While art and architecture may not be the first thing that comes to your mind when thinking about visiting the Phoenix area, it will leave a lasting impression on you once you’ve seen the rich experiences to be had here.
During your visit to the Phoenix Convention Center, take some time to explore the surprising secrets and treasures of its public artwork. From soaring sculptures to vibrant desert hues, here are just a few of the gems you’ll find on your stroll:
- Art is a Guaranty of Sanity: the giant mirror sculpture by internationally respected sculptor Louise Bourgeois’ displays the Brobdingnagian table mirror’s polished face cut into spider web-like shapes and back undulating in wave-like ridges.
- Arizona Beach: featuring whimsical stone images set in raked sand by Tucson artist Hirotsune Tashima, it displays a diver partially buried head first in sand, a partially submerged bikini-clad woman and man in an inner tube among desert inhabitants.
- A Moment at the Narrows: check out this series of terrazzo floor murals by Tempe’s Troy Moody, a display of multi-colored stylized rock formations and sky that suggest Sedona’s Oak Creek Canyon.
- Southern Exposure: the creation of brothers Einar and Jamex de la Torre, these whimsical massive idols of metal, glass and resin stand guard over elements from Southwestern cultural objects.
- Outside the convention halls you’ll find Social Invertebrates, by sculptor Tom Otterness. The giant polished bronze desert insects—a millipede, a walking stick and a scorpion—have tiny people swarming over them and the millipede sports shoes on its many feet.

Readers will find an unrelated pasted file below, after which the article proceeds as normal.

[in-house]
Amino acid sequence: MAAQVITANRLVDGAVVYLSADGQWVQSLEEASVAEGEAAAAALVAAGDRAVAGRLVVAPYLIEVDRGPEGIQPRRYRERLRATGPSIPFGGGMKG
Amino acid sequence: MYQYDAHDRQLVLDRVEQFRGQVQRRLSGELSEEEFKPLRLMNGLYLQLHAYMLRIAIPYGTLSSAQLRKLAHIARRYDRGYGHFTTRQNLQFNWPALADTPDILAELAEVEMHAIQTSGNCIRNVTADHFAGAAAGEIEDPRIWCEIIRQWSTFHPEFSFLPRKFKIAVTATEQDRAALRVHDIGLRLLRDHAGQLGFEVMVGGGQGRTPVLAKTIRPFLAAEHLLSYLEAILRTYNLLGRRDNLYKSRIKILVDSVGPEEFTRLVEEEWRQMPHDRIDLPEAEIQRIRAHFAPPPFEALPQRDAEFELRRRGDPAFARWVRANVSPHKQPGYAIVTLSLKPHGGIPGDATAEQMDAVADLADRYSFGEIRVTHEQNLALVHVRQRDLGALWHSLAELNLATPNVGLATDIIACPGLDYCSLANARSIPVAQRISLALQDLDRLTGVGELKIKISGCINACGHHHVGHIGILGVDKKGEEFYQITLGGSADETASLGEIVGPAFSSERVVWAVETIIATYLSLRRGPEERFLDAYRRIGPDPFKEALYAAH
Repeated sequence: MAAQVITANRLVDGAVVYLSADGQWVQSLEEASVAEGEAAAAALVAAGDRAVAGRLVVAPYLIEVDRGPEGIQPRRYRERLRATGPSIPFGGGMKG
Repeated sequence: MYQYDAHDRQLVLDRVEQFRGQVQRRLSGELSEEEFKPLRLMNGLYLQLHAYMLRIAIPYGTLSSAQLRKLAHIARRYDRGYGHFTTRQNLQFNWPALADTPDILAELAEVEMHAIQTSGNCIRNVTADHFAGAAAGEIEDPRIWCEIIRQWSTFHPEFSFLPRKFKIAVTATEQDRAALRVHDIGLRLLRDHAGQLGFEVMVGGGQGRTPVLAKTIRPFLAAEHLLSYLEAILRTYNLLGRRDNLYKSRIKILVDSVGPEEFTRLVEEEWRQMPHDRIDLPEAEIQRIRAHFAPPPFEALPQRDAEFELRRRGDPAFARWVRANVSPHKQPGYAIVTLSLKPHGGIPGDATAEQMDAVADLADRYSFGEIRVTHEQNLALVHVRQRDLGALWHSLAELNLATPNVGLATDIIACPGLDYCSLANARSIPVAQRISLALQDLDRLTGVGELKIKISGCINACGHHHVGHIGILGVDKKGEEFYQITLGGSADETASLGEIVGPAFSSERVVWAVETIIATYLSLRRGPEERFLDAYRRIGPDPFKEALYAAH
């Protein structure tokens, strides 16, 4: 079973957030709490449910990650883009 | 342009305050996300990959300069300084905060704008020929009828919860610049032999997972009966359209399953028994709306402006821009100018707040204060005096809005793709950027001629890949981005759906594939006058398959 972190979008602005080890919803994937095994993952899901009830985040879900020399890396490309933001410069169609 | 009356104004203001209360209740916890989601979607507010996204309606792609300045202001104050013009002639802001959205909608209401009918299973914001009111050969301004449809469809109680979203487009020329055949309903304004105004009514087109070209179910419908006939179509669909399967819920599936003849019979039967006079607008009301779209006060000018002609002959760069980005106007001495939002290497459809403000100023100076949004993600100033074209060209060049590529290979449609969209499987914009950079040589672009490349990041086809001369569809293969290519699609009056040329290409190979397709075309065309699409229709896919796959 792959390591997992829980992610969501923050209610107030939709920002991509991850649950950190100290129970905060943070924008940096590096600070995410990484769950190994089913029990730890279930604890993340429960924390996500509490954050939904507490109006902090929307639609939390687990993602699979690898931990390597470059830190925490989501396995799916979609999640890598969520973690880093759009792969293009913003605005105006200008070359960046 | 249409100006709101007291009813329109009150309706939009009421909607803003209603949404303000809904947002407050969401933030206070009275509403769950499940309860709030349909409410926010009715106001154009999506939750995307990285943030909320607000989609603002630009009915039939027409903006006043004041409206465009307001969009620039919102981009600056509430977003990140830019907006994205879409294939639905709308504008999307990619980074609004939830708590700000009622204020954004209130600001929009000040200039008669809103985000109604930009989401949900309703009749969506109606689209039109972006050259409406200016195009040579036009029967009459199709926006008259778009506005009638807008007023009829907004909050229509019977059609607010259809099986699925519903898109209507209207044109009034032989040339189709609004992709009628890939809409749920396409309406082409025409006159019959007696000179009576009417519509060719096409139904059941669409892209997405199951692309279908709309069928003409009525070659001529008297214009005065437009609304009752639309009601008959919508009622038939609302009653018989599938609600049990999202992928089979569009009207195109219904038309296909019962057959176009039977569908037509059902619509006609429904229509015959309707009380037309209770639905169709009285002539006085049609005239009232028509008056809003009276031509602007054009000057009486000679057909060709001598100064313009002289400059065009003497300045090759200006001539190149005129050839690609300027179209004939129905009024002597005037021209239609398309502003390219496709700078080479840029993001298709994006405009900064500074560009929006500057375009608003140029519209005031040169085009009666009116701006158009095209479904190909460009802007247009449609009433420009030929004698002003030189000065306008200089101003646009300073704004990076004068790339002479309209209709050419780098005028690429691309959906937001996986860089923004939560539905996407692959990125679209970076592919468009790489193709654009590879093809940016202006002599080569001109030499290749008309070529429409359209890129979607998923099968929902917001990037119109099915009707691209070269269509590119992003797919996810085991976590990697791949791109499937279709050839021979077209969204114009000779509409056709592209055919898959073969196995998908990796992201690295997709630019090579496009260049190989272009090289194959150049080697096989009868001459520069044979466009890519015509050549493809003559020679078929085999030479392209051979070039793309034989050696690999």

- The Earth Dreaming: a collection of several huge murals of shards and broken china by Isaiah Zagar line walls outside the North Building.
- Across Monroe to the East, stands the beneficent bronze statue of Pope John Paul II, his arms spread wide toward Halo, a massive metal crown of intertwined agave leaves suspended from the North entrance created by artists Kim Cridler and William Bennie.
Just a short stroll from the Phoenix Convention Center is the walkable arts district of Roosevelt Row. Known locally as RoRo, the area’s galleries and businesses feature rotating displays of artistic contributions from renowned artists. You’ll find murals and sculptures, a stylized tunnel and street art capturing the heart of the desert city.
Fill your soul with theater, dance and music featuring the Arizona Opera, Arizona Theatre Company, Ballet Arizona, the Phoenix Symphony, the Orpheum Theatre and myriad other live events on offer in Phoenix’s many art venues.
From Mid-Century Modern to Art Deco, castles to Victorian houses, Phoenix is more than just adobe and stucco desert dwellings. Check these out:
- M. Evans House: Known as the “Onion Dome,” the 1893 Queen Anne cottage-style structure was former home to Dr. J.M. Evans. The J.M. Evans House later became the Territorial Insane Asylum and in 1976, the building was added to the National Register of Historic Places. Today it houses the Arizona State Archives and Public Records.
- Luhrs Tower: At 14 stories tall, the Luhrs Tower stands as a perfect example of Art Deco architecture. Located opposite CityScape, Luhrs Tower was erected in 1929. The facade might be familiar because it appeared in Alfred Hitchcock’s 1960 film Psycho.